While Thekla was saved in this instance, it’s important that we, as music lovers, pay due respect to those venues that have helped shape the city. A good venue is much more than four walls and a soundsystem, there is a passionate and dedicated team of people behind the scenes, working hard to ensure that Bristol’s music culture continues to thrive and move forward.  

A good venue is much more than four walls and a soundsystem

‘I think all historic venues should be treated the same as your friends, perhaps even an older sibling. These are places that hold experiences for generation after generation. Historic venues are curators of the local area and provide a story of everyone’s experiences. Communities are built around them. These assets should be protected.’

Thekla has certainly put their money where their mouth is, with the recent £1m investment adding to a bill that includes a £500,000 refurbishment five years ago and a £50,000 sound system upgrade.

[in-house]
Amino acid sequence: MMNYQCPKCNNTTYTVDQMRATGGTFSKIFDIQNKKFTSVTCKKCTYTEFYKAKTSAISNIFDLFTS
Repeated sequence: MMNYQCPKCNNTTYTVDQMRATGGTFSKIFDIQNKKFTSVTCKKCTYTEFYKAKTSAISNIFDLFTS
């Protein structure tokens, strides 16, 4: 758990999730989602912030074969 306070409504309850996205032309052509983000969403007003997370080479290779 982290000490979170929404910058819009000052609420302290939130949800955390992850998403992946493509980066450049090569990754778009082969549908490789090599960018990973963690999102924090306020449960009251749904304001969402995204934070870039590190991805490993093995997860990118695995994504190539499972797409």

Tellingly, and as some have pointed out, this could have paid for a new ship entirely. But Thekla, and parent company DHP Family, sees past short-term profit margins and is committed to investing in the future of a meaningful local music scene.  

We couldn’t replace Thekla, could we?

‘We couldn’t replace Thekla, could we? Bristol is a city that is rapidly developing, we should never disregard the importance of places that hold memories for so many’ says Simon. 

DHP Family has owned and operated Thekla since 2016. They are the brains behind Nottingham’s Rock City and London’s The Garage, among others; and whose many, many awards include National Promoter of the Year, Best Venue and Best Teamwork.

DHP also host regular live gigs across the city outside of Thekla, making use of venues from Rough Trade up to SWX. They’re also behind Dot to Dot festival, which spreads itself across more than a dozen local venues each summer, and has hosted early shows from the likes of Wolf Alice, The 1975, Dua Lipa and Ed Sheeran.

I love the DHP company motto: “Make sure everyone has a fucking great time safely.”

‘I’m very lucky to work for such a great company. DHP Family knows that it is important to maintain every part of the music scene where they operate. I love the DHP company motto: “Make sure everyone has a fucking great time safely.”

‘Like any circle of life  – sorry, I recently went to watch the new Lion King – everything needs to be fed from the bottom up. We see the benefit of working with smaller bands to support them at the start of their journey into the music industry.